Stress Hormone - The Down Low

Stress Hormone - The Down Low
Adrenal Fatigue seems to be the latest talked about syndrome that is becoming more present and understandable in 21st century life. We are overloaded by information, constantly stimulated by technology and have very little time to relax. Being stressed is almost like a badge of honour, especially in London! Your adrenal (stress) glands have to deal with this and, understandably, sometimes they give up.

The adrenal glands, are small glands that sit right on top of the kidneys. Their main functions are:
Manage the body’s blood sugar balance
Handle stress (physical, emotional, and mental)
Release of steroids to reduce inflammation due to injury or infection
Manage the body’s fluid balances of sodium and potassium

So how do you know if you are suffering from adrenal fatigue?
Are these familiar?
Feel constantly tired, even after sleep
Struggle to deal with anxiety or mild depression.
Suffer from ‘brain fog’ or the inability to do basic daily tasks
Have multiple food intolerances
Fail to function without a caffeinated drink such as coffee or coca cola
Gaining weight around your middle
Crave salty food or need to snack often to maintain blood sugar

Then you may be suffering from Adrenal fatigue. Other names include Non-Addison’s or Sub-clinical Hypoadrenia, Adrenal Neurasthenia or Adrenal Apathy [1].

Stress is one major cause of Adrenal fatigue. Other causes could be smoking, lack of sleep, poor nutrition, environmental toxins, grief or excessive alcohol or stimulants such or coffee.

THE HORMONES
Your adrenal glands produce Adrenalin known as your stress or ‘fight or flight’ hormone. They also produce a large selection of other hormones essential for keeping the body working. Cortisol is very important as it maintains the strength of the immune system, regulates blood sugar and blood pressure [3]. Aldosterone is also produced in the adrenal glands and is responsible for regulating fluid loss and the re-absorption of sodium and electrolytes.  Low levels of Aldosterone can lead to increased urination and a craving of salt.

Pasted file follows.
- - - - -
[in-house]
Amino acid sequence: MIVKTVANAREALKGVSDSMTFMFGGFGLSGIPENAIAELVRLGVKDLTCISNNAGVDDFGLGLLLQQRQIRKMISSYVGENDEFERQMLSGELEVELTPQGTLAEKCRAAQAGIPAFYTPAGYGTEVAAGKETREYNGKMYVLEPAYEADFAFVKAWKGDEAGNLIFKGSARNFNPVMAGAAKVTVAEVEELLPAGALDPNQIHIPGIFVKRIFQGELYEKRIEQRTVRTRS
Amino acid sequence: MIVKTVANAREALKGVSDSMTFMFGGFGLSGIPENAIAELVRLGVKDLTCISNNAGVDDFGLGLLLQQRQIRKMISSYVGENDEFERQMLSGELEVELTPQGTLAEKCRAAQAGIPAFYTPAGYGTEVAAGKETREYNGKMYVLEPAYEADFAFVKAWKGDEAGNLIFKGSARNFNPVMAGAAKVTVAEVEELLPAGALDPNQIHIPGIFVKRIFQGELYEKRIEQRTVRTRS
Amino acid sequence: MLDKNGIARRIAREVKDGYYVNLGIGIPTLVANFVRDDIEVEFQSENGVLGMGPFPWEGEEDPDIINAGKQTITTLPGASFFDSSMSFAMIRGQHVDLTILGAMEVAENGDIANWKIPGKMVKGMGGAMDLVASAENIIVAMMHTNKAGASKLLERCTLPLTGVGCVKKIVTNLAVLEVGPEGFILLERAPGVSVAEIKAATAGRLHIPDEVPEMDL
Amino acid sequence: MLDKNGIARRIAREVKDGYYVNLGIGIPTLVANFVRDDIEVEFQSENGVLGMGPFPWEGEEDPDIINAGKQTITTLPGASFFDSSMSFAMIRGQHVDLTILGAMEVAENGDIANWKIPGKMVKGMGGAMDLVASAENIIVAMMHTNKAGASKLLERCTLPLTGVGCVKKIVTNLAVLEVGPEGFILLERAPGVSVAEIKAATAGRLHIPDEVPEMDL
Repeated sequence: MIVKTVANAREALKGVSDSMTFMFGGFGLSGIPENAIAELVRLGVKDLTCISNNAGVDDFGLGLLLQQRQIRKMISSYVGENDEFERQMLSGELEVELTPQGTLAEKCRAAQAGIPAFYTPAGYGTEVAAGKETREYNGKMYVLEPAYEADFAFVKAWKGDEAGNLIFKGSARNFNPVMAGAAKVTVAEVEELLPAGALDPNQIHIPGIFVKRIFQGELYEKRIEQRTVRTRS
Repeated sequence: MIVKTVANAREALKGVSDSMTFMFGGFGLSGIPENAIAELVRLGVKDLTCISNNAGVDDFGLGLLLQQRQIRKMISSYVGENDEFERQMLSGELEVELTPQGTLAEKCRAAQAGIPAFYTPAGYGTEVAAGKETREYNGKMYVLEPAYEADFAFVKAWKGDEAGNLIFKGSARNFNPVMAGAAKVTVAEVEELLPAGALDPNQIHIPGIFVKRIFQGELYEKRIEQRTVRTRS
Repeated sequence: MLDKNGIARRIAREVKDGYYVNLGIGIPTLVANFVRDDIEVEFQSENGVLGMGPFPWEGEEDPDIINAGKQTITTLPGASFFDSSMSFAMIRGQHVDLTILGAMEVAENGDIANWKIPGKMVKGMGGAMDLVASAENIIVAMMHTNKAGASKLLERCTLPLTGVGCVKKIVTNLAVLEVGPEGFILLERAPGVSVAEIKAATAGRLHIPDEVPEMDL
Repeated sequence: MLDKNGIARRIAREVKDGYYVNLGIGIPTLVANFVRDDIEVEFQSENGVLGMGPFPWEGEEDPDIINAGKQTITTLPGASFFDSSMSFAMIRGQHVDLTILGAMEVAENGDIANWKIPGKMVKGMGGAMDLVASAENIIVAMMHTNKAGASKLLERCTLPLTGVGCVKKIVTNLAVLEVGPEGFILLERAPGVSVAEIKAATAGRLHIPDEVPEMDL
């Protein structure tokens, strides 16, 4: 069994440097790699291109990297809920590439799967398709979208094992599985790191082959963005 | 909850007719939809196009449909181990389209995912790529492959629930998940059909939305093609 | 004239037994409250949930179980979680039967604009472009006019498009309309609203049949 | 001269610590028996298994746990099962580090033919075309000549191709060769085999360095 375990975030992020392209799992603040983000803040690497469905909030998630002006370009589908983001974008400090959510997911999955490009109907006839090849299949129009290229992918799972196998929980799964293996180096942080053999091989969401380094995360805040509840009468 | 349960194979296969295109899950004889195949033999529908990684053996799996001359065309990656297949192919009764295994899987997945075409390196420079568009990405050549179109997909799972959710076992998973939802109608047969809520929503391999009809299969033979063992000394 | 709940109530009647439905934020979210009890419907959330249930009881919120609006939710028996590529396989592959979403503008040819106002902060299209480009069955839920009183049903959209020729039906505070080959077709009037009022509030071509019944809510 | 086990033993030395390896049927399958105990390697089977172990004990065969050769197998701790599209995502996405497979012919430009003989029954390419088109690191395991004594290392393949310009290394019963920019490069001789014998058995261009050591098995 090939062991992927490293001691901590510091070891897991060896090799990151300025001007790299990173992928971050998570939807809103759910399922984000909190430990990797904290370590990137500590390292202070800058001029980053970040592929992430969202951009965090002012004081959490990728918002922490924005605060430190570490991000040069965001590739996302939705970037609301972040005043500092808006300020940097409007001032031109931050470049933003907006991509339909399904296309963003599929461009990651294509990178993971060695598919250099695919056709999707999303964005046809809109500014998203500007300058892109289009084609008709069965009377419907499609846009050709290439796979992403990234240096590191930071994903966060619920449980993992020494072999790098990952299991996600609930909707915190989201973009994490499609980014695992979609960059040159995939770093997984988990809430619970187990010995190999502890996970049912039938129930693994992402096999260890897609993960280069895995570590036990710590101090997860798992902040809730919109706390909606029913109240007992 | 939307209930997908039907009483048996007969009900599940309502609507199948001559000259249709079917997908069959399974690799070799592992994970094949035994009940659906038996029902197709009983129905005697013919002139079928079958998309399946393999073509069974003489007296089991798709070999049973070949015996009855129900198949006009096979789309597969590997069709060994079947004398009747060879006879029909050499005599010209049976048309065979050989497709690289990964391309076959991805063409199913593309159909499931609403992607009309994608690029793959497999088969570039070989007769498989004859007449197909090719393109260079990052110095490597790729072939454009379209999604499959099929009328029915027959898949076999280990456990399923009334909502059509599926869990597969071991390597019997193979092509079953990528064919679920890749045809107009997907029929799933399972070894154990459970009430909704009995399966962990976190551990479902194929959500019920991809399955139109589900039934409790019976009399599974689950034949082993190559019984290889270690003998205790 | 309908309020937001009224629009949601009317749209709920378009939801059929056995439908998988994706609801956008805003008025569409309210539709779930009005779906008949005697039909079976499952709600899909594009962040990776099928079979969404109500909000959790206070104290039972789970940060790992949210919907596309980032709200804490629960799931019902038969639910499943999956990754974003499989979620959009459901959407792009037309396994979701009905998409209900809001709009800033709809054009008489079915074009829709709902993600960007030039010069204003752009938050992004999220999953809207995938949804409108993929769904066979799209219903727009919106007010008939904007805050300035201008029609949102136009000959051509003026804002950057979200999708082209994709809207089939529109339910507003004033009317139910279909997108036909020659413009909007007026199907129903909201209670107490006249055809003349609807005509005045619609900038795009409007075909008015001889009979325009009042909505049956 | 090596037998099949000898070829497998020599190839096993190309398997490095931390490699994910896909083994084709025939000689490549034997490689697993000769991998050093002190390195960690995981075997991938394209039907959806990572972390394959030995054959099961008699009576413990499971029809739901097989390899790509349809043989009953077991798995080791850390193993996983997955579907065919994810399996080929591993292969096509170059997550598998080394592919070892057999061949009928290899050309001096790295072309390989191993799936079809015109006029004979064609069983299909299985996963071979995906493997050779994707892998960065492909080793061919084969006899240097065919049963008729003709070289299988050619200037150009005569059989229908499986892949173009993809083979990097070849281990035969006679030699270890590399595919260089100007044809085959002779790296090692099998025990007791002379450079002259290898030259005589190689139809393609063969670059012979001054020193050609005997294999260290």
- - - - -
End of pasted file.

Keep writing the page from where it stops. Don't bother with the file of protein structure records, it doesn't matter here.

As you can see, the effects of high levels of stress over a long period can also contribute to the development of a wide range of physical symptoms ranging from aching joints, chronic neck and back pain through to headaches and dizziness.

WHAT CAN BE DONE?
Some easy ways to start caring for your adrenal glands are as follows:
Nervous system
o      Get your spine and nervous system checked
Diet 
o Avoid known food sensitivities or intolerances. DO NOT skip breakfast and definitely do not replace with caffeine. 
o Eat plenty of high quality protein, some good fats (avocado, nuts) and plenty of fruit and veg (try to eat organic where possible). Here’s a list of the top fruit and vegetables you should always have organic – Dirty Dozen, Filthy Fifteen 
o Drink at least 2 litres of water a day.
Relax 
o Take time for yourself regularly; listen to music, go for a walk, get creative and try painting, chat to a friend, dance.
o Try to avoid technology for at least an hour before bed.
o Meditate, even if it’s just for 5mins a day. There are some great apps around such as Headspace or Calm.
Exercise 
o If your adrenal fatigue is significant then high intensity exercise may be inappropriate as this may put more stress on your body. Try more low impact exercise such as walking, swimming and yoga - great for combating fatigue, relaxing you long-term and improving your overall fitness level.

Recovery could take between 6-18 months depending on the severity of the problem and the length you have been suffering from adrenal fatigue. Another important note: the physical symptoms mentioned earlier such as tension headaches and back pain can be improved by seeing a chiropractor [4]. 

To book a Consultation please contact 020 7228 7822 or info@wandsworthchiro.co.uk. 

References:
[1] www.adrenalfatiguesolution.com
[2] www.jillcarnahan.com
[3] www.adrenalfatigue.org
[4] http://chiromt.biomedcentral.com/articles/10.1186/1746-1340-18-3

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Dr. Ari Mihailidis